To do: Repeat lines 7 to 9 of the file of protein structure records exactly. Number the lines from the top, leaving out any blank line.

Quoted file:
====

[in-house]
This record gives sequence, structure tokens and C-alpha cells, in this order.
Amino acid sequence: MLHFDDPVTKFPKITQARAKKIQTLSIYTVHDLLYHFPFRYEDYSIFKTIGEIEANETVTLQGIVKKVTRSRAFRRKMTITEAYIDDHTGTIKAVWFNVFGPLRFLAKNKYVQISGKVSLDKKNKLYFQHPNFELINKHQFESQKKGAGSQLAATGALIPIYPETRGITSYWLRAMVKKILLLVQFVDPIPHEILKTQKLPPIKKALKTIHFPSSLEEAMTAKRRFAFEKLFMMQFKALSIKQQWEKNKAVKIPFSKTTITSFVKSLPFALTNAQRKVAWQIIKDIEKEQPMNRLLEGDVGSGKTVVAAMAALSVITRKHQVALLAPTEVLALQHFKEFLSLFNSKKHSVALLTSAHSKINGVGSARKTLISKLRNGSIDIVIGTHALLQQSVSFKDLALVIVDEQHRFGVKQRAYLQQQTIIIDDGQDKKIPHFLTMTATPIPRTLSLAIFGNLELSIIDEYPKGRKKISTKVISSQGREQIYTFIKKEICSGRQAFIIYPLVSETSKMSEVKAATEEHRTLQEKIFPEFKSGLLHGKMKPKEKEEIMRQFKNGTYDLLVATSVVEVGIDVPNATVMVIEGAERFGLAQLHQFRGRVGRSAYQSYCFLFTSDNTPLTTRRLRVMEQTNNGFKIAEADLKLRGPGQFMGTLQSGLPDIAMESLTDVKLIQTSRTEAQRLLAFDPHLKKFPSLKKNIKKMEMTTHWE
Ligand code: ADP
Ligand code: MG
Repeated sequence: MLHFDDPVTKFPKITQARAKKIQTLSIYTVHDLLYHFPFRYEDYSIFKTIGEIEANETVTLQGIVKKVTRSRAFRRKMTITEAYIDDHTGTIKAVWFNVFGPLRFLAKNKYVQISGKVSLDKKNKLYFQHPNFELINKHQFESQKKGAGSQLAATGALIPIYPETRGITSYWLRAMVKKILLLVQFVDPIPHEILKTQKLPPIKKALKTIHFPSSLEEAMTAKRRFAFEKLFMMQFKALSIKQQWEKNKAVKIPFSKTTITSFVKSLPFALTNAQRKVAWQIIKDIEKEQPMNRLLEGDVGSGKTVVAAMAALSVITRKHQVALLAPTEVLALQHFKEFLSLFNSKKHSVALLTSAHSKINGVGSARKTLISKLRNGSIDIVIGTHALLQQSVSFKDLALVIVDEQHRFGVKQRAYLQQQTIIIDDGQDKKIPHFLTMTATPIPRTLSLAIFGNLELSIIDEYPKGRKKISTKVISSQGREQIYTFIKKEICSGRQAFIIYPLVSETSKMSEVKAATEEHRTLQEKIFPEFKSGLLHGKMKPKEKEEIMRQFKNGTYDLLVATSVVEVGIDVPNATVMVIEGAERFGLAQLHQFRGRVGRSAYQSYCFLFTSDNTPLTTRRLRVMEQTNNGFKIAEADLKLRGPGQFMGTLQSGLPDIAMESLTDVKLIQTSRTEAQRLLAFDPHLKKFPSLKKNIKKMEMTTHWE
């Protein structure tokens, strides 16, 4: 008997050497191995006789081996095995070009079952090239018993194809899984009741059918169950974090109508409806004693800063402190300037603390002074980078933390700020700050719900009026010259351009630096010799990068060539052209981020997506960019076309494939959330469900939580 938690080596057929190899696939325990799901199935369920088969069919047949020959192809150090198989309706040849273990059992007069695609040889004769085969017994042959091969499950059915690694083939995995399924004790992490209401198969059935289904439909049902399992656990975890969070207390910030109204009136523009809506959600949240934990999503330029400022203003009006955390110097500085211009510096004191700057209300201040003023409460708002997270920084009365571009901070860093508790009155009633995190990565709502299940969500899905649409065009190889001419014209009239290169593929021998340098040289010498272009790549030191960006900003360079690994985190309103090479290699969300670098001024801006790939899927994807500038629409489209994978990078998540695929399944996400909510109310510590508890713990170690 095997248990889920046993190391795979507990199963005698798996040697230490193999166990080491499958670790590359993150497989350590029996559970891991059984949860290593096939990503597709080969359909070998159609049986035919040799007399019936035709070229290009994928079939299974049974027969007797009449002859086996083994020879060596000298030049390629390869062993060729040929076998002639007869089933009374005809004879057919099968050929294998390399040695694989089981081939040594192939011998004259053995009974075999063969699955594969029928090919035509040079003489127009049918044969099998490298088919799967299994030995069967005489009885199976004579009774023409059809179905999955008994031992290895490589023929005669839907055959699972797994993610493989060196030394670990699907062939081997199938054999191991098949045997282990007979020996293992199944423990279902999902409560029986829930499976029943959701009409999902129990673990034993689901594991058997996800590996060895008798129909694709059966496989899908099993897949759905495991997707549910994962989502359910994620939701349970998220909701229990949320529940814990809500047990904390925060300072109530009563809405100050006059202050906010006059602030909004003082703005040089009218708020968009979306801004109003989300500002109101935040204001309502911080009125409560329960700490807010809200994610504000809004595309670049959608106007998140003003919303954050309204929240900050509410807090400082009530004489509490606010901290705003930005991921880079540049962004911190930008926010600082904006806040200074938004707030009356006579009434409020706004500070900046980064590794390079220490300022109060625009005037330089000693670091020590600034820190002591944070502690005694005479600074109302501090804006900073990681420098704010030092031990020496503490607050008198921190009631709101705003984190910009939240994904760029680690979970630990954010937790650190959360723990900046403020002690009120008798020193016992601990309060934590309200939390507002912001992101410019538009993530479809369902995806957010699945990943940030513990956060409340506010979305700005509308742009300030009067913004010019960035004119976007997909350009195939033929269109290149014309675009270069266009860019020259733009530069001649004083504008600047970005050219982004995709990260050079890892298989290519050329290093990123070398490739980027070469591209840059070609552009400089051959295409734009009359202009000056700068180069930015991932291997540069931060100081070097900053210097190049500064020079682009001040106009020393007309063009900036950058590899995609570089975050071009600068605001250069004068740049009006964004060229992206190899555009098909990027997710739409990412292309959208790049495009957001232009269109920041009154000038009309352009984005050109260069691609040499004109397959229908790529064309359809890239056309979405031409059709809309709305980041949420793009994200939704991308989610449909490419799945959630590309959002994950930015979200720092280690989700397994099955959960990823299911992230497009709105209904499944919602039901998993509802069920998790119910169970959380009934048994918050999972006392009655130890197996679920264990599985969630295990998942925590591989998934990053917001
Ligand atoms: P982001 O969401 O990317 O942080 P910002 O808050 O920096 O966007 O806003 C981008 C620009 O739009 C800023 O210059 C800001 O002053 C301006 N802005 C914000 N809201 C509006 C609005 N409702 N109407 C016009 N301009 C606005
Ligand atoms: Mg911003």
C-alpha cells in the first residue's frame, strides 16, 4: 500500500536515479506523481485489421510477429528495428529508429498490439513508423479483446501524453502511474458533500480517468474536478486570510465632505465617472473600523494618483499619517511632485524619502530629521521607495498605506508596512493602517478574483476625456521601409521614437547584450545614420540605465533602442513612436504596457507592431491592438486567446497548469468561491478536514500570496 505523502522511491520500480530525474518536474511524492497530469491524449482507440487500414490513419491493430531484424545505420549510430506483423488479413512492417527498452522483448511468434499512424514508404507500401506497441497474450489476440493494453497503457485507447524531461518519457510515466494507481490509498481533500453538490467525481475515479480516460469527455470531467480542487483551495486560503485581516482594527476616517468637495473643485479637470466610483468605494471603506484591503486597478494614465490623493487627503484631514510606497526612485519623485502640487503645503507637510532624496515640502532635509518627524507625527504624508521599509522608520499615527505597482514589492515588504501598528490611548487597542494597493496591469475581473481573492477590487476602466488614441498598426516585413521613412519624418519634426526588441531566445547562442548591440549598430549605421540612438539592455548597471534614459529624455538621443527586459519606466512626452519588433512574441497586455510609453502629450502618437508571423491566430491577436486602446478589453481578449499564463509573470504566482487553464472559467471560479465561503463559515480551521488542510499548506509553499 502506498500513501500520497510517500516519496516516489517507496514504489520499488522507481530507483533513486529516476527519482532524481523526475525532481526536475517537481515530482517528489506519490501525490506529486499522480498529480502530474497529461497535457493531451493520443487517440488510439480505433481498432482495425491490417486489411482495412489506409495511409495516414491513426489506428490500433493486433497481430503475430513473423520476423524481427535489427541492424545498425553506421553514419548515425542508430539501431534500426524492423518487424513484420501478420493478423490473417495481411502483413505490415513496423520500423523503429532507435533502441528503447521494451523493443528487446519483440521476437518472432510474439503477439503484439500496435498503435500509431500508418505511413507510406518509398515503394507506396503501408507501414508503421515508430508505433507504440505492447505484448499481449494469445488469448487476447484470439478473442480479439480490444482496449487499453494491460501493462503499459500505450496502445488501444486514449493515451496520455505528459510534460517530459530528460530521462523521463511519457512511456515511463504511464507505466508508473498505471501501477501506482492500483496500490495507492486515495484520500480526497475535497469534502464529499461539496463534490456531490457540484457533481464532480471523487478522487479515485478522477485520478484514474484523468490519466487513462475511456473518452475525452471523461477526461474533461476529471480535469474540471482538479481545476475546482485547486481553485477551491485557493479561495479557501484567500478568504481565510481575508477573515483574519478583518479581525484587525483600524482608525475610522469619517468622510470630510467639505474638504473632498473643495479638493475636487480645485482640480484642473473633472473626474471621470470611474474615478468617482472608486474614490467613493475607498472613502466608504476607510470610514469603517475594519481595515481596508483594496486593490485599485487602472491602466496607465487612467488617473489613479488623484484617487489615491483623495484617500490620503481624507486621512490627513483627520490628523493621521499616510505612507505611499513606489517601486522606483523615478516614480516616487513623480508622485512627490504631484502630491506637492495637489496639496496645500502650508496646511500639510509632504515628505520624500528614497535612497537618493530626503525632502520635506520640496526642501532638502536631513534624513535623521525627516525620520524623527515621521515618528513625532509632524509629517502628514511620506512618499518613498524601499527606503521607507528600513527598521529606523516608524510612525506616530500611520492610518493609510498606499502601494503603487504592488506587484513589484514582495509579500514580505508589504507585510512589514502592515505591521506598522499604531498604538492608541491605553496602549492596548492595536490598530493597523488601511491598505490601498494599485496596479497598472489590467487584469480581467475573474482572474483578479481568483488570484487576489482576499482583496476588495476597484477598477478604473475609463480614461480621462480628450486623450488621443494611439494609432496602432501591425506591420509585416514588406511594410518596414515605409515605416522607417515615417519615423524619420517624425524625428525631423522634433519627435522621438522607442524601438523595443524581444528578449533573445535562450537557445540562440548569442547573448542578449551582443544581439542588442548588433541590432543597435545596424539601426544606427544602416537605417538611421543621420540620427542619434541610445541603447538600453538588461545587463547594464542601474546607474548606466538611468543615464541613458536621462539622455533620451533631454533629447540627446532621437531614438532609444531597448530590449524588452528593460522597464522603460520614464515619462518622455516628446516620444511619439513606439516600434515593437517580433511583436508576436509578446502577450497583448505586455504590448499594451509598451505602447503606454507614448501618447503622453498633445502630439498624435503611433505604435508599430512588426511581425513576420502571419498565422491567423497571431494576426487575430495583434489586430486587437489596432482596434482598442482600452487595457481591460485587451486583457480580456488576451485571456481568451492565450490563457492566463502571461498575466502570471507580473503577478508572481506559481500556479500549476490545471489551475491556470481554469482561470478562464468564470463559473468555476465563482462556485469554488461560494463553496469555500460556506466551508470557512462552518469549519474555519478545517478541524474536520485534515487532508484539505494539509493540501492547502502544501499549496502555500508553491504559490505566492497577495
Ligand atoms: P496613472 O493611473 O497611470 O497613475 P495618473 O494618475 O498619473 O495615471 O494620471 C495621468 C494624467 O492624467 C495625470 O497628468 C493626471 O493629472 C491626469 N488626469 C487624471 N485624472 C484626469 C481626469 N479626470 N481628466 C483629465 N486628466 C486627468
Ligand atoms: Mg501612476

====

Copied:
């Protein structure tokens, strides 16, 4: 008997050497191995006789081996095995070009079952090239018993194809899984009741059918169950974090109508409806004693800063402190300037603390002074980078933390700020700050719900009026010259351009630096010799990068060539052209981020997506960019076309494939959330469900939580 938690080596057929190899696939325990799901199935369920088969069919047949020959192809150090198989309706040849273990059992007069695609040889004769085969017994042959091969499950059915690694083939995995399924004790992490209401198969059935289904439909049902399992656990975890969070207390910030109204009136523009809506959600949240934990999503330029400022203003009006955390110097500085211009510096004191700057209300201040003023409460708002997270920084009365571009901070860093508790009155009633995190990565709502299940969500899905649409065009190889001419014209009239290169593929021998340098040289010498272009790549030191960006900003360079690994985190309103090479290699969300670098001024801006790939899927994807500038629409489209994978990078998540695929399944996400909510109310510590508890713990170690 095997248990889920046993190391795979507990199963005698798996040697230490193999166990080491499958670790590359993150497989350590029996559970891991059984949860290593096939990503597709080969359909070998159609049986035919040799007399019936035709070229290009994928079939299974049974027969007797009449002859086996083994020879060596000298030049390629390869062993060729040929076998002639007869089933009374005809004879057919099968050929294998390399040695694989089981081939040594192939011998004259053995009974075999063969699955594969029928090919035509040079003489127009049918044969099998490298088919799967299994030995069967005489009885199976004579009774023409059809179905999955008994031992290895490589023929005669839907055959699972797994993610493989060196030394670990699907062939081997199938054999191991098949045997282990007979020996293992199944423990279902999902409560029986829930499976029943959701009409999902129990673990034993689901594991058997996800590996060895008798129909694709059966496989899908099993897949759905495991997707549910994962989502359910994620939701349970998220909701229990949320529940814990809500047990904390925060300072109530009563809405100050006059202050906010006059602030909004003082703005040089009218708020968009979306801004109003989300500002109101935040204001309502911080009125409560329960700490807010809200994610504000809004595309670049959608106007998140003003919303954050309204929240900050509410807090400082009530004489509490606010901290705003930005991921880079540049962004911190930008926010600082904006806040200074938004707030009356006579009434409020706004500070900046980064590794390079220490300022109060625009005037330089000693670091020590600034820190002591944070502690005694005479600074109302501090804006900073990681420098704010030092031990020496503490607050008198921190009631709101705003984190910009939240994904760029680690979970630990954010937790650190959360723990900046403020002690009120008798020193016992601990309060934590309200939390507002912001992101410019538009993530479809369902995806957010699945990943940030513990956060409340506010979305700005509308742009300030009067913004010019960035004119976007997909350009195939033929269109290149014309675009270069266009860019020259733009530069001649004083504008600047970005050219982004995709990260050079890892298989290519050329290093990123070398490739980027070469591209840059070609552009400089051959295409734009009359202009000056700068180069930015991932291997540069931060100081070097900053210097190049500064020079682009001040106009020393007309063009900036950058590899995609570089975050071009600068605001250069004068740049009006964004060229992206190899555009098909990027997710739409990412292309959208790049495009957001232009269109920041009154000038009309352009984005050109260069691609040499004109397959229908790529064309359809890239056309979405031409059709809309709305980041949420793009994200939704991308989610449909490419799945959630590309959002994950930015979200720092280690989700397994099955959960990823299911992230497009709105209904499944919602039901998993509802069920998790119910169970959380009934048994918050999972006392009655130890197996679920264990599985969630295990998942925590591989998934990053917001
Ligand atoms: P982001 O969401 O990317 O942080 P910002 O808050 O920096 O966007 O806003 C981008 C620009 O739009 C800023 O210059 C800001 O002053 C301006 N802005 C914000 N809201 C509006 C609005 N409702 N109407 C016009 N301009 C606005
Ligand atoms: Mg911003």